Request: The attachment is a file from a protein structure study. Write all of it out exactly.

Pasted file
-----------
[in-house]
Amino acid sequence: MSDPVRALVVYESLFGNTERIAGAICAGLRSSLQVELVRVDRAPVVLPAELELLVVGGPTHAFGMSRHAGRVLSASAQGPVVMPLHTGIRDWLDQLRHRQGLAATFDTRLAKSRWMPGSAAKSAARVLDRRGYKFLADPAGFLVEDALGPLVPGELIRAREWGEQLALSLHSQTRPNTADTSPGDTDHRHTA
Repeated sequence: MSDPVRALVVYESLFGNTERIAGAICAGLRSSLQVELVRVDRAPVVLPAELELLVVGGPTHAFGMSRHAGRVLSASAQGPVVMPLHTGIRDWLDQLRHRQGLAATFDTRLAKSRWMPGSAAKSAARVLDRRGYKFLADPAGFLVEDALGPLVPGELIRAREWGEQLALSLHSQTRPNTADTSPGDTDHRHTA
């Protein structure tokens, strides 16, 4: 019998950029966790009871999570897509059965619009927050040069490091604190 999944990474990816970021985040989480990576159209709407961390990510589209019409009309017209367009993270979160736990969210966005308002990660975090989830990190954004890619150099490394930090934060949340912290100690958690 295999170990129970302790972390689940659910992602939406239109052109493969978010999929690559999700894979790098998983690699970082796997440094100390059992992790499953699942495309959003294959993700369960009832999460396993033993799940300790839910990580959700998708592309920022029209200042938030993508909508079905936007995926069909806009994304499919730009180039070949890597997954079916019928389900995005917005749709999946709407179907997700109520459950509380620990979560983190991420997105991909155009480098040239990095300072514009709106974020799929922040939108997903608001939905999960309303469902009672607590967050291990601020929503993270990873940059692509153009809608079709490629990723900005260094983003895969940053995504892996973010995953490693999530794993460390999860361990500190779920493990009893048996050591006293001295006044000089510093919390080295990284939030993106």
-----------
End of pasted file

[in-house]
Amino acid sequence: MSDPVRALVVYESLFGNTERIAGAICAGLRSSLQVELVRVDRAPVVLPAELELLVVGGPTHAFGMSRHAGRVLSASAQGPVVMPLHTGIRDWLDQLRHRQGLAATFDTRLAKSRWMPGSAAKSAARVLDRRGYKFLADPAGFLVEDALGPLVPGELIRAREWGEQLALSLHSQTRPNTADTSPGDTDHRHTA
Repeated sequence: MSDPVRALVVYESLFGNTERIAGAICAGLRSSLQVELVRVDRAPVVLPAELELLVVGGPTHAFGMSRHAGRVLSASAQGPVVMPLHTGIRDWLDQLRHRQGLAATFDTRLAKSRWMPGSAAKSAARVLDRRGYKFLADPAGFLVEDALGPLVPGELIRAREWGEQLALSLHSQTRPNTADTSPGDTDHRHTA
């Protein structure tokens, strides 16, 4: 019998950029966790009871999570897509059965619009927050040069490091604190 999944990474990816970021985040989480990576159209709407961390990510589209019409009309017209367009993270979160736990969210966005308002990660975090989830990190954004890619150099490394930090934060949340912290100690958690 295999170990129970302790972390689940659910992602939406239109052109493969978010999929690559999700894979790098998983690699970082796997440094100390059992992790499953699942495309959003294959993700369960009832999460396993033993799940300790839910990580959700998708592309920022029209200042938030993508909508079905936007995926069909806009994304499919730009180039070949890597997954079916019928389900995005917005749709999946709407179907997700109520459950509380620990979560983190991420997105991909155009480098040239990095300072514009709106974020799929922040939108997903608001939905999960309303469902009672607590967050291990601020929503993270990873940059692509153009809608079709490629990723900005260094983003895969940053995504892996973010995953490693999530794993460390999860361990500190779920493990009893048996050591006293001295006044000089510093919390080295990284939030993106």